Medina County Water alliance group:

“This alliance is not to take control of your water rights….
This alliance is to make the most use of everybody’s water rights.”

Medina County has joined the Medina County Water Alliance group and the City of Devine was set to discuss joining at a special meeting on press night. The alliance was started by local leaders at East Medina and Yancey Water in an effort to protect water security in Medina County which is growing by leaps and bounds with incoming subdivisions.
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By Anton Riecher
An appeal to the La Coste City Council to reconsider its recent decision not to participate in an alliance to better manage regional water resources is slated for the council’s July 16 regular session.
Scooter Mangold, general manager of the Yancey Water Supply Corporation, reported on continuing efforts to bring La Coste on board during a July 2 meeting of the entities participating in the Medina County Regional Water Alliance
“As far as sign up I believe everybody is agreed with the exception of La Coste and I think it’s on their agenda for July 16,” Mangold said.

Mangold, presiding over the Hondo meeting, spoke in defense of the alliance.
“You know, this alliance is not to take control of your water rights,” Mangold said. “That’s not what this deal is about. This alliance is to make the most use of everybody’s water rights.”
Membership of the alliance includes Yancey Water Supply Corporation, the East Medina County Special Utility District and the Atascosa Rural Water Supply Corporation. Beside Medina County, membership also includes the cities of Hondo, Castroville, Devine, La Coste and Lytle.
However, at its June 18 regular session, the La Coste City Council voted to reject participation in the alliance, citing the initial $3,000 price tag to finance its share of a $50,000 initial feasibility study as too costly.
La Cost Mayor Pro Tem Jeremy Johonnett, acting in the absence of Mayor Andrew Keller, said the idea had merit but offered little definite benefit in the future.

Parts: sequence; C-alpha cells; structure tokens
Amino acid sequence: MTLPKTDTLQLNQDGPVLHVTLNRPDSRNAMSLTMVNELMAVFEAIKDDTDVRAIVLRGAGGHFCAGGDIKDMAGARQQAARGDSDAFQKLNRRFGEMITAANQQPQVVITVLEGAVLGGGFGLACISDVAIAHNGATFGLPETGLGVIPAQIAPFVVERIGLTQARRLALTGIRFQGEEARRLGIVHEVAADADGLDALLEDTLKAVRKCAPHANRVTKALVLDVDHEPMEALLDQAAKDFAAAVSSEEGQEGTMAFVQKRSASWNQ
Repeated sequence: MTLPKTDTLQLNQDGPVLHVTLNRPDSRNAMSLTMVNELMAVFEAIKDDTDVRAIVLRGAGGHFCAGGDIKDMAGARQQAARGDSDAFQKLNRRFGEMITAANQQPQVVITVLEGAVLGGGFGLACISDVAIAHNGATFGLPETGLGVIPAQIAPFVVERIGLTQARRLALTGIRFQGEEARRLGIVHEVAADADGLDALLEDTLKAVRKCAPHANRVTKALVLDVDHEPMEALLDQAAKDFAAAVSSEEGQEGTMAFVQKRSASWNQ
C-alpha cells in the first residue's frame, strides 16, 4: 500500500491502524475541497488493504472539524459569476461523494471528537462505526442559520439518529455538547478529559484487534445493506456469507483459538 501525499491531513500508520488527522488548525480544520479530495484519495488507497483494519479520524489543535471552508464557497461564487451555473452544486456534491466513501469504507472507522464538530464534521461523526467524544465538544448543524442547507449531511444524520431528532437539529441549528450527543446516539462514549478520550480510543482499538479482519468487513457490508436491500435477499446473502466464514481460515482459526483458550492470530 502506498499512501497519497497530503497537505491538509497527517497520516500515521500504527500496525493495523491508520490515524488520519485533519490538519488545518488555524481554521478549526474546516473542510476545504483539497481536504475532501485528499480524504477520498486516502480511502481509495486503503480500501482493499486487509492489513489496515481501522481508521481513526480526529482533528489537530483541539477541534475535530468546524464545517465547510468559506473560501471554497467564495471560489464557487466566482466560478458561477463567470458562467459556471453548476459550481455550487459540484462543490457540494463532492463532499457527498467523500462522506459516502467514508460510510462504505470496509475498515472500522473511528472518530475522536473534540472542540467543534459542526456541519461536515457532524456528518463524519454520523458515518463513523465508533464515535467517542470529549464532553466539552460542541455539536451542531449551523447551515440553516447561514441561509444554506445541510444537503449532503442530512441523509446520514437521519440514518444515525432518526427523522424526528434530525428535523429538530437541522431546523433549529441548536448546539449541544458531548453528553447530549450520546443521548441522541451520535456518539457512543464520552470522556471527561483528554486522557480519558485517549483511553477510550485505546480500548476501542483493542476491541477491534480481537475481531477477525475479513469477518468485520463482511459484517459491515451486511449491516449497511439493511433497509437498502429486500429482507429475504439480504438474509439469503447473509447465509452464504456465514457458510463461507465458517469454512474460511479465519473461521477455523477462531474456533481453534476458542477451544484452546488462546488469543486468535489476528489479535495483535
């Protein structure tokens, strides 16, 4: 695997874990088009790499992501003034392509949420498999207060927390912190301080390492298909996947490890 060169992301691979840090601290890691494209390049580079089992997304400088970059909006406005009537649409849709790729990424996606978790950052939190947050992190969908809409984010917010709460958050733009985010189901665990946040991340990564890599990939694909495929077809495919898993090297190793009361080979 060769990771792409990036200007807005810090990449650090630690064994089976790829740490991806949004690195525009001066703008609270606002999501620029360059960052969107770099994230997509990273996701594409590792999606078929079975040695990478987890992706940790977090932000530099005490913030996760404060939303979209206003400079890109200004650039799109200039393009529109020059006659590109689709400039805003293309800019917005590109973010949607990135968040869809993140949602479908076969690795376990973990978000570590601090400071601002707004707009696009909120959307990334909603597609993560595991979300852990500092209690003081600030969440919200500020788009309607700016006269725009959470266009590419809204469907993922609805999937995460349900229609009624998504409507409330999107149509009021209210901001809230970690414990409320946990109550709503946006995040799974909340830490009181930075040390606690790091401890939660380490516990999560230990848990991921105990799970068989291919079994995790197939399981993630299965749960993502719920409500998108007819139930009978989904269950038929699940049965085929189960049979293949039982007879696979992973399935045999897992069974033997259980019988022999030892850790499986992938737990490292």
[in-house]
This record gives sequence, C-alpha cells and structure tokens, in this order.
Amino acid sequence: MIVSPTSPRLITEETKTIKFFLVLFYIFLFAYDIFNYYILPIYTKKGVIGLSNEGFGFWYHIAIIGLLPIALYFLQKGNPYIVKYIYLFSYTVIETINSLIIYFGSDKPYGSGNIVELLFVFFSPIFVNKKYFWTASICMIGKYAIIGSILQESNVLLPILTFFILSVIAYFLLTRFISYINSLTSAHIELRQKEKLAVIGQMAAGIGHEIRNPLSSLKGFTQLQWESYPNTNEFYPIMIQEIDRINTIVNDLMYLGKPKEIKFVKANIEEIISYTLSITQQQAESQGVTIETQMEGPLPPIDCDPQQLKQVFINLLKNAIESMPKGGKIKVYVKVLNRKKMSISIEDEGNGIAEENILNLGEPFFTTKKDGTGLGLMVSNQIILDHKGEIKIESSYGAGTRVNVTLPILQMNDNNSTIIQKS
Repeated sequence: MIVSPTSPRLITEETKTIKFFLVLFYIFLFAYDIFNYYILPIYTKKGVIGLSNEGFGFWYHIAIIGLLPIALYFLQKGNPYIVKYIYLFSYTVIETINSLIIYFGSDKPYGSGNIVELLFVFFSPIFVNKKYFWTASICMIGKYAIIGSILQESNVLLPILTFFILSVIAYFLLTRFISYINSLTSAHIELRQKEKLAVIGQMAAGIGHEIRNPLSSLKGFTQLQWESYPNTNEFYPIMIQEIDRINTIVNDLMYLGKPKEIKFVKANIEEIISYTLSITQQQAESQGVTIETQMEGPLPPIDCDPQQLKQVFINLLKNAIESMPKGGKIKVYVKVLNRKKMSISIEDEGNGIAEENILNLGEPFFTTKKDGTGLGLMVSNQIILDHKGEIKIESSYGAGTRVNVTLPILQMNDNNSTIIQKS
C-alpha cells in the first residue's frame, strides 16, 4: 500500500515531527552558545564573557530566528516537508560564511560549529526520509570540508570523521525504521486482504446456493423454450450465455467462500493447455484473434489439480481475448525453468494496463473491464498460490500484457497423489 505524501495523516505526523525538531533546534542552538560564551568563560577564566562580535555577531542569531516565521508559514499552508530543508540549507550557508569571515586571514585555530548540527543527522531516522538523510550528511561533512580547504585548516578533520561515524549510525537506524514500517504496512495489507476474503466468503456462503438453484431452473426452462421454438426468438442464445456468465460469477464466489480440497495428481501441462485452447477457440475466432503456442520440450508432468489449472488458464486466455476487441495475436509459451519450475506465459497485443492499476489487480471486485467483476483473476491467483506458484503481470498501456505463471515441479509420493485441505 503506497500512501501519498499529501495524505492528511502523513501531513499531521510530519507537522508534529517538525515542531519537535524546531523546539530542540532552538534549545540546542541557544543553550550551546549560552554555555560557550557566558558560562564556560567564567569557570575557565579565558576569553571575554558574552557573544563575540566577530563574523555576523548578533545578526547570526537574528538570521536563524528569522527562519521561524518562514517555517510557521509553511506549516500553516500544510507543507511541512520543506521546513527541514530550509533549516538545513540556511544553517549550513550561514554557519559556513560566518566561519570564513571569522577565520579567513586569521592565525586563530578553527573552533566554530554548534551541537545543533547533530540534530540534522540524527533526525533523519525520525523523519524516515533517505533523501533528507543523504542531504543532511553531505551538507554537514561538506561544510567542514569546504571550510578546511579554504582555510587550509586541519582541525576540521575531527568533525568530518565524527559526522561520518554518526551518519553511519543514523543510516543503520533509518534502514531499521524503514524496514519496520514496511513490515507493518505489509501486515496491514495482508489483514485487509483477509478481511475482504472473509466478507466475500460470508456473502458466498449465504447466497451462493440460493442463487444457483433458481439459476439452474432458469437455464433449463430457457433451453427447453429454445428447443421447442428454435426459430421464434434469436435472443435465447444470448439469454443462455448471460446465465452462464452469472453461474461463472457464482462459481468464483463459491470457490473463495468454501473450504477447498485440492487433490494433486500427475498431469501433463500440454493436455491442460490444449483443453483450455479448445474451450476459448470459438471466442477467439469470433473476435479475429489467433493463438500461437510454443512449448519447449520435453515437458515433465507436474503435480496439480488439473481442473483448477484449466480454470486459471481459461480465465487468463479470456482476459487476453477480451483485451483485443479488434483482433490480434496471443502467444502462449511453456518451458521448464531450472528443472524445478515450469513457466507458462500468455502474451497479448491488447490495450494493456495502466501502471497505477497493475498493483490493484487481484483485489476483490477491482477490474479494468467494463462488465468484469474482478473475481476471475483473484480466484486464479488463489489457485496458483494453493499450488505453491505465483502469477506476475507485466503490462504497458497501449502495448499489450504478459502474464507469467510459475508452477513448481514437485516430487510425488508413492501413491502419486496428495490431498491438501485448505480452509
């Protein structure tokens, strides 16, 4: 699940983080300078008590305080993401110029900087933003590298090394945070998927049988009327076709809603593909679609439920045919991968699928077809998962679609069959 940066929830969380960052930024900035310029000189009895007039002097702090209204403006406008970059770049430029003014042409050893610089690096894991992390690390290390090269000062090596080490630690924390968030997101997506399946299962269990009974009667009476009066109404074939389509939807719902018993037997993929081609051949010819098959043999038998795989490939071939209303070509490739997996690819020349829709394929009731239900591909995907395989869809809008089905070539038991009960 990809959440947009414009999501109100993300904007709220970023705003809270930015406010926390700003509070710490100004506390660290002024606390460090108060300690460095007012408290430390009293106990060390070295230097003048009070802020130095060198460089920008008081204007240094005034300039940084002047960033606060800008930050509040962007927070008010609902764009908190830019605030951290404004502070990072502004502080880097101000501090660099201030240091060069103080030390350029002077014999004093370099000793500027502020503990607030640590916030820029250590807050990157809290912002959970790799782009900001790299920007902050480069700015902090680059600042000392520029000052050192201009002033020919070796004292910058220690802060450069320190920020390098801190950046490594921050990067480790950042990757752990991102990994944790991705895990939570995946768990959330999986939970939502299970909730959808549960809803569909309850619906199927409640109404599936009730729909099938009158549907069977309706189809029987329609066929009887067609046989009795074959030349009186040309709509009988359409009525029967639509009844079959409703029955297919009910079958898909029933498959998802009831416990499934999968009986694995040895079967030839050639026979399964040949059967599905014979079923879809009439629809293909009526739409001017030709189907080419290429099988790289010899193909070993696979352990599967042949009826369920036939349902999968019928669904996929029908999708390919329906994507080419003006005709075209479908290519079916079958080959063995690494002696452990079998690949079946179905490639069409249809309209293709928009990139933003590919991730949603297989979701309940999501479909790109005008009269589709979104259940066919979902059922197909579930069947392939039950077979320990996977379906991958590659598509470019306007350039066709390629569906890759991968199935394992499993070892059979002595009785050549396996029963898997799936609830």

“I think it will be a great idea if it ever comes to fruition,” Johonnett said. “But the city is better off buying acre feet of water to keep for ourselves and leasing it (to the alliance) and any other municipalities that might need it.”
In a presentation to the council, Russell Persyn, Medina County’s representative on the Edwards Aquifer Authority, said the primary objective of the alliance is to establish a water storage and recovery system to ensure future water availability for Medina County.
The system would allow participating communities to “bank” their immediate Edwards Aquifer water rights by storing water underground for future use.
City of Devine City Administrator David Jordan, present for the July 2 meeting in Hondo, said that his city council is slated to discuss the issue at its July 9th special session (which is press day). Mangold agreed to meet with Jordan prior to the Devine special session.
“I need questions answered,” Jordan said.
Medina County Judge Keith Lutz reported to the alliance members on action taken by the commissioners’ court the previous day to approve an interlocal cooperation agreement establishing the alliance for joint planning, management and funding of long-term water supply projects in Medina County.
“We did have discussions yesterday and the court voted to join the alliance,” Lutz said.
The commissioners also voted unanimously to pledge $92,000 taken from COVID-19 stimulus funds to help finance the initial budget of the water alliance for the remainder of the 2024 fiscal year.
“We’re pleased to be able to try, hopefully, to get this moving forward,” Lutz said. “We think it’s important that everybody get to this table and start working on the issue.”
Cole Ruiz, an attorney for Lloyd Gosselink representing Yancey Water, said the latest draft of the agreement to form the alliance had been sent to the participating entities the day before. The most substantive change to date is the shift from a general agreement to an agreement with standing under the state’s local cooperation act, he said.
“Essentially, it recognizes that each of these parties are a political subdivision of the state of Texas,” Ruiz said. As such, participation by any private entities is forbidden. Also, future meetings of the alliance will have to abide by the Texas Open Meetings Act and the Texas Open Records Act, both of which governs the conduct of governmental bodies.
Action by the alliance is still subject to the approval of the respective governing bodies that make up its membership, particularly in regard to budgetary matters, Ruiz said.
As such, the agreement has reached its final stage of development, he said.
“We’re not forming a legal entity,” Ruiz said. “Basically, the agreement is a framework for all the parties who are agreeing to form an alliance. It’s a contractual agreement to be able to contract with subcontractors in order to carry out it purpose.”
The pending feasibility study will give the alliance more direction on what needs to be done with regard to water management and development, he said.
When the decision is made to start putting infrastructure in the ground it might make sense to then create a special district authorized to act as a wholesaler of fresh water supply. Taking that step may require legislative approval, Ruiz said.
The next meeting of the water alliance is scheduled for 10 a.m., August 12 at the Medina County Courthouse Annex.